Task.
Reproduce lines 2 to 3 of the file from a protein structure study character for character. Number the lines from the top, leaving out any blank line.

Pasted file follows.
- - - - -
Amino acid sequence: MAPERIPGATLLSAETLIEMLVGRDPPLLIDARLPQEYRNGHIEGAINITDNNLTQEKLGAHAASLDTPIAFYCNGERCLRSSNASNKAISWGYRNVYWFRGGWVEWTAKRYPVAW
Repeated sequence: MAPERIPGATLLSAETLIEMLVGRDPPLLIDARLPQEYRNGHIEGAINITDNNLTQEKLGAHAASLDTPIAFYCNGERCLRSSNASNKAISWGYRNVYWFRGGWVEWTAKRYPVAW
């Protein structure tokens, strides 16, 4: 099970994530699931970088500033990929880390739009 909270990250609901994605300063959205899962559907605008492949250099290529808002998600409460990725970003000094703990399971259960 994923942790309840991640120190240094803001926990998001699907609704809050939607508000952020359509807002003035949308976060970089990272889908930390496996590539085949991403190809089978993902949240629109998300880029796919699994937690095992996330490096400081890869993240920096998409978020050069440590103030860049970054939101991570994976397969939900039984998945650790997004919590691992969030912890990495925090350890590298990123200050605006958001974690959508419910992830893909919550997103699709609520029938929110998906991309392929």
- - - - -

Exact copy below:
Repeated sequence: MAPERIPGATLLSAETLIEMLVGRDPPLLIDARLPQEYRNGHIEGAINITDNNLTQEKLGAHAASLDTPIAFYCNGERCLRSSNASNKAISWGYRNVYWFRGGWVEWTAKRYPVAW
């Protein structure tokens, strides 16, 4: 099970994530699931970088500033990929880390739009 909270990250609901994605300063959205899962559907605008492949250099290529808002998600409460990725970003000094703990399971259960 994923942790309840991640120190240094803001926990998001699907609704809050939607508000952020359509807002003035949308976060970089990272889908930390496996590539085949991403190809089978993902949240629109998300880029796919699994937690095992996330490096400081890869993240920096998409978020050069440590103030860049970054939101991570994976397969939900039984998945650790997004919590691992969030912890990495925090350890590298990123200050605006958001974690959508419910992830893909919550997103699709609520029938929110998906991309392929």